The leek is the tall and handsome star of the Allium genus, which includes onions, scallions, garlic, shallots, chives and ramps. Its long stalk is made up of tightly bundled leaves, while the white part grows underground and dirt embeds between the layers as it matures. If you’re planning to serve leeks whole, split them lengthwise almost to the root end and fan out their layers to clean and rinse away grit. Like onions, leeks meld with almost any flavor, but they’re especially elegant as the main ingredient. Two of the most common uses are in vichyssoise and cock-a-leekie soup. You can also try them braised in wine or other liquid, creamed as you would onions or spinach, added to omelets, quiches and frittatas, or poached with a tarragon vinaigrette. Pile sautéed leeks onto tarts or pizza. Large leeks are great on the grill.
- The French phrase faire le poireau—“to make the leek”—means to wait for a long time.
- The name Leighton derives from the Old English leac tun, which means “leek garden.”
- Leeks can grow to be two or three feet long. The heaviest on record was over 21 pounds.
- The leek is a Welsh national symbol, akin to the Irish shamrock.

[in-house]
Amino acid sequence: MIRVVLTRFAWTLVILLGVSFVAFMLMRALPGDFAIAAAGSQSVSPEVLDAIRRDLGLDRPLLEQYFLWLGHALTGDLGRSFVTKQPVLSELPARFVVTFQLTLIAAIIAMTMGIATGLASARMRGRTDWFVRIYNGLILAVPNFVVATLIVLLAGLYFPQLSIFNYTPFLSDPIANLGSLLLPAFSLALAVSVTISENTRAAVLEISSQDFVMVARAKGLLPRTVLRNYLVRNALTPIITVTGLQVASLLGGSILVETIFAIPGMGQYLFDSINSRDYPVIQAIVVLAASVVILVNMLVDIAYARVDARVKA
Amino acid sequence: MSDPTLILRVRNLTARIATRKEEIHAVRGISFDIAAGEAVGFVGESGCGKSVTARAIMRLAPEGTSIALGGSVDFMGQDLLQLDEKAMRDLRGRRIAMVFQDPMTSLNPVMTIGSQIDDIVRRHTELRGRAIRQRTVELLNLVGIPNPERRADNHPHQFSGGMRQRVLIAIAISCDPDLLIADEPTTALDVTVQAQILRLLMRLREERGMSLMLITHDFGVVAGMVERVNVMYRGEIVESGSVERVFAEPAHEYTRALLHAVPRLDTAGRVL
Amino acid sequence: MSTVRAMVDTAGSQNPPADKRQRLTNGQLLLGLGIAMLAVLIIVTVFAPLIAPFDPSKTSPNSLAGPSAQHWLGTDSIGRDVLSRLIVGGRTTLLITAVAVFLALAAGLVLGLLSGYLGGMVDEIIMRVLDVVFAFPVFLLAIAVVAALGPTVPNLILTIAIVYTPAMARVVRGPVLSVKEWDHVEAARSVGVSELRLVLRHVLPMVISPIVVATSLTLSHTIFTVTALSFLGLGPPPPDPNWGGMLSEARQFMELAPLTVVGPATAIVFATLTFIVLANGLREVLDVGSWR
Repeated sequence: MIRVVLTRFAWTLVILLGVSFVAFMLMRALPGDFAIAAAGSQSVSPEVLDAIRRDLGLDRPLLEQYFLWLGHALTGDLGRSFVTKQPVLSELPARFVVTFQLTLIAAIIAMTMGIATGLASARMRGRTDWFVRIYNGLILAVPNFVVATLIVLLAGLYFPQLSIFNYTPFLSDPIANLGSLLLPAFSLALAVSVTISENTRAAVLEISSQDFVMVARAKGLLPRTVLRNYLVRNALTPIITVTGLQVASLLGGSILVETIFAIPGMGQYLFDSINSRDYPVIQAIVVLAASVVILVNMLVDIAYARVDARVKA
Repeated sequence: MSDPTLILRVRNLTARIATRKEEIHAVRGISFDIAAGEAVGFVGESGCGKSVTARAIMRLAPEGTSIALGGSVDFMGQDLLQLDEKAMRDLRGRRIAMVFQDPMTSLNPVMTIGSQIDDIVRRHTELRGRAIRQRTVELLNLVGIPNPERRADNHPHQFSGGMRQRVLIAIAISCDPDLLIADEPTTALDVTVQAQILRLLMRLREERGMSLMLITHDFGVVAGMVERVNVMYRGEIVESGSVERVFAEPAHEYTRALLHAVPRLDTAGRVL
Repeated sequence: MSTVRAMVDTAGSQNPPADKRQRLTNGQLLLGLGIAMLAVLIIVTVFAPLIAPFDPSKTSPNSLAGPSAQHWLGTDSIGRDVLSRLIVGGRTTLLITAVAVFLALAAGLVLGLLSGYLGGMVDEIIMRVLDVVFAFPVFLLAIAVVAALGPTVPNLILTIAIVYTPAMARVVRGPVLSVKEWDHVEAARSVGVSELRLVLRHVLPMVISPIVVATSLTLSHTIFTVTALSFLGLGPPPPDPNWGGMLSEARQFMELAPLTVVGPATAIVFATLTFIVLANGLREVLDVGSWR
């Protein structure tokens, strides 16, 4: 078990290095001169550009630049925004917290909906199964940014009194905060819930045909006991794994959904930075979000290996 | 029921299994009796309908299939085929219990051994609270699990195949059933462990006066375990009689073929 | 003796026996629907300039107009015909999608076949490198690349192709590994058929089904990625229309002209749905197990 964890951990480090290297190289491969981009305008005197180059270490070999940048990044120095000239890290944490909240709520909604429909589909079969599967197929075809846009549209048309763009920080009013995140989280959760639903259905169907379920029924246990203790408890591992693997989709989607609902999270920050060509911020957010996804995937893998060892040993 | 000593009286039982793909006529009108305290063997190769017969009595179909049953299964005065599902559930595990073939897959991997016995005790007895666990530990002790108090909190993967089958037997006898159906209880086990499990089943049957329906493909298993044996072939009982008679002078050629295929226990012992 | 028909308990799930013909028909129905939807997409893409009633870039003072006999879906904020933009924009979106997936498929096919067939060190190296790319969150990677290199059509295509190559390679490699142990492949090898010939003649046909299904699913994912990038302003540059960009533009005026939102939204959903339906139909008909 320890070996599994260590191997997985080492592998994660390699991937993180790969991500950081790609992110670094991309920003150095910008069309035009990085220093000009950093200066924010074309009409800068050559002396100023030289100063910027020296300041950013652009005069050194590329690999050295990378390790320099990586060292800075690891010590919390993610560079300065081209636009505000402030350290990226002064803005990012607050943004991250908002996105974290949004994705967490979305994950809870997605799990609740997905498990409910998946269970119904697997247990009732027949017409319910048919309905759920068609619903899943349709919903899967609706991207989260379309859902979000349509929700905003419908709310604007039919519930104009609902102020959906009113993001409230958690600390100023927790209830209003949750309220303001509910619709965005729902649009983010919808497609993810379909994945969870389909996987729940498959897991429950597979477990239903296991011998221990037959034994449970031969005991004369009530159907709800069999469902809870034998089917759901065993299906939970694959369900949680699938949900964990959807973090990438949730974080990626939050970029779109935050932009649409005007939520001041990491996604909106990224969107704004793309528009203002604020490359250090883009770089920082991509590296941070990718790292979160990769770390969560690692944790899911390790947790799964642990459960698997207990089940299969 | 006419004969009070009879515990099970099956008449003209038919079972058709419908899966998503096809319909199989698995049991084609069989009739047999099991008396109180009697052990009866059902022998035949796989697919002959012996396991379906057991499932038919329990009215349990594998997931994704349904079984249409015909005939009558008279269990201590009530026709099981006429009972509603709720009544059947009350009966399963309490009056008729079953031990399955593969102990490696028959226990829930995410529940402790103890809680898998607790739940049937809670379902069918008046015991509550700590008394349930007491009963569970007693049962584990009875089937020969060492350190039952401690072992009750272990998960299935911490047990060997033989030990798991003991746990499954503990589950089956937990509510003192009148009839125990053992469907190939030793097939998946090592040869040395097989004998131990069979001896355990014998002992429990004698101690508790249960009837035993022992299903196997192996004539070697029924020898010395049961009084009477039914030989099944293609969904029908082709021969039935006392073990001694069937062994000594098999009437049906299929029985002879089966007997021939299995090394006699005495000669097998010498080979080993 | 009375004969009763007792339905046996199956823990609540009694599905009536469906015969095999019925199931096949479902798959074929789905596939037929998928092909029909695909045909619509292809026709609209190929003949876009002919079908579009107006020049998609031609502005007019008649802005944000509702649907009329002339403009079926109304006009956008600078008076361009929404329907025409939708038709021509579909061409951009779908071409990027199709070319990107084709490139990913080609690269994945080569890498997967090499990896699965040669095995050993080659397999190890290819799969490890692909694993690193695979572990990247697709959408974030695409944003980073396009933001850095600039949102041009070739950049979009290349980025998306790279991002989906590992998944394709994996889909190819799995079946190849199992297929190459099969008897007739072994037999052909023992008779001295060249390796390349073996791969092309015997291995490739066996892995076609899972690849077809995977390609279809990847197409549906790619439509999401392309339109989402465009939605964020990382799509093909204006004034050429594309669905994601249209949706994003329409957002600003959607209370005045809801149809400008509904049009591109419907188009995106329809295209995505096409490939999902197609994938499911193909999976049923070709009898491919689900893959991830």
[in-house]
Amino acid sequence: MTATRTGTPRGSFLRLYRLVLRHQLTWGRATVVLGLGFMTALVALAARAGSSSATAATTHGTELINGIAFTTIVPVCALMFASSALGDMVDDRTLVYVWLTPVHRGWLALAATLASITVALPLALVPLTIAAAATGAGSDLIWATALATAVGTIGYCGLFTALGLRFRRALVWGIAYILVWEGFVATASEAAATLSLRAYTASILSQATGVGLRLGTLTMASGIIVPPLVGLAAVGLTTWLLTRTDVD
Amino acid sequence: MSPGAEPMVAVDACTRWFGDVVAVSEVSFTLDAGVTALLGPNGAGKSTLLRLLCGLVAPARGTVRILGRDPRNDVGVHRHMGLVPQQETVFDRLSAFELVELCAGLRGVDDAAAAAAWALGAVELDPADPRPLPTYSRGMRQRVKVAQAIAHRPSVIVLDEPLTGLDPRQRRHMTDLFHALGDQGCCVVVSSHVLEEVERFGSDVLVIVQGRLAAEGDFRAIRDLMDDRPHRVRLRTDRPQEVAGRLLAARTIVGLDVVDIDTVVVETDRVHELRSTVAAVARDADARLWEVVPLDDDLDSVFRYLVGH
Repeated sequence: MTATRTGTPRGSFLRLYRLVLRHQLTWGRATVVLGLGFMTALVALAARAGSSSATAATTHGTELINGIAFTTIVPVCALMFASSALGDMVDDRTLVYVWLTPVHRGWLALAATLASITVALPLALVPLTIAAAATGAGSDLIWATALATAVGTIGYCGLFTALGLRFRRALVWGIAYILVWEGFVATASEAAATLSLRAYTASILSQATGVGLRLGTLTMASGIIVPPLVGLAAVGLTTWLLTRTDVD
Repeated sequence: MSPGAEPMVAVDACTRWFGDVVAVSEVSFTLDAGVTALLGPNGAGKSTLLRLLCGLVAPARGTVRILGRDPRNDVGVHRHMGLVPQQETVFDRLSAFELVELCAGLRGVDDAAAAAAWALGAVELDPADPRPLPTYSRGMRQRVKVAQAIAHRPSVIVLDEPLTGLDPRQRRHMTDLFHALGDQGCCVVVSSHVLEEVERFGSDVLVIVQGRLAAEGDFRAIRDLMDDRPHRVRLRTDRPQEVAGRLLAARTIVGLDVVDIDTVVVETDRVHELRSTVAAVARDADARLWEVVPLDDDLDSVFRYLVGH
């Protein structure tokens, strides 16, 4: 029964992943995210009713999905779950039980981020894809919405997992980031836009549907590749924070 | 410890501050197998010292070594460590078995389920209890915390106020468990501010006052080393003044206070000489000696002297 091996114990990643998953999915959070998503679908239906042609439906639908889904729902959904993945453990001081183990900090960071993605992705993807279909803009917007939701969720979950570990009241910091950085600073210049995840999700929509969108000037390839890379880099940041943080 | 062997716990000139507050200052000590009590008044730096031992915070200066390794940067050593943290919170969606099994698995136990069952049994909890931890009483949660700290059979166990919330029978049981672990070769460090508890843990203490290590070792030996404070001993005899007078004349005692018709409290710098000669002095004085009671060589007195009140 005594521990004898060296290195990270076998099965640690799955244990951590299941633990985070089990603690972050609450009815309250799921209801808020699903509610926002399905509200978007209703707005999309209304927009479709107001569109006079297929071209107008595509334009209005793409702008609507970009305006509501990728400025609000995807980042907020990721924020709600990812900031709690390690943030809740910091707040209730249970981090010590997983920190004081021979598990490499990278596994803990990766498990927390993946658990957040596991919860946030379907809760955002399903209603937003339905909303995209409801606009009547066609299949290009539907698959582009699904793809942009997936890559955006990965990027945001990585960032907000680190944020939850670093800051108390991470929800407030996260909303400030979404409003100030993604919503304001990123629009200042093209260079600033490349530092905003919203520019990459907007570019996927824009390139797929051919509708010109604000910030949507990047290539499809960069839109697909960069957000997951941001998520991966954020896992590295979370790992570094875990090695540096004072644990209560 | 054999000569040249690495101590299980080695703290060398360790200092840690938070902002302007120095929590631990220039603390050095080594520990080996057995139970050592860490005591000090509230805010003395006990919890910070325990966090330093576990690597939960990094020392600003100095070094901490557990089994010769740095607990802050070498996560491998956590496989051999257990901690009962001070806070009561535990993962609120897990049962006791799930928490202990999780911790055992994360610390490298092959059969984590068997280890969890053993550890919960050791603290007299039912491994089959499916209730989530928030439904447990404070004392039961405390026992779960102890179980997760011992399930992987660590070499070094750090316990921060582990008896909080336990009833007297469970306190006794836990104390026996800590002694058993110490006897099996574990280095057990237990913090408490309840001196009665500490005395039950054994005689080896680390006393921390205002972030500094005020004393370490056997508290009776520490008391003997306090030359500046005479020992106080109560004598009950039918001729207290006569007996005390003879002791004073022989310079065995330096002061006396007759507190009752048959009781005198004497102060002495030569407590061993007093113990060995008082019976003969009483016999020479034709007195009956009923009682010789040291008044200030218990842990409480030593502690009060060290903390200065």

- Roman Emperor Nero’s nickname was Porophagus, or “Leek Eater,” because of his love for the vegetable.
“Since they’re reminiscent of a mild onion with a slight vegetal quality, the obvious pairing would be Sauvignon Blanc, but I like Verdejo,” says Morgan Slade, food and beverage director of the buzzy Quirk Hotel, a Two Roads Hospitality hotel, in Richmond, Virginia. “It brings that same direct crispness, with added nuttiness and notes of honeysuckle and citrus blossom that pair well with leeks’ sweetness, as in a caramelized leek tart. “With cheese or cream, like our leek, oyster mushroom and Gruyère fondue, I like Grenache Blanc, with its fuller body and notes of green almond and creamy lemon curd,” says Slade. “On the lighter side, leeks in vinaigrette or pickled bring to mind something crisp, clean, aromatic and unoaked, like Friulano or Garganega.”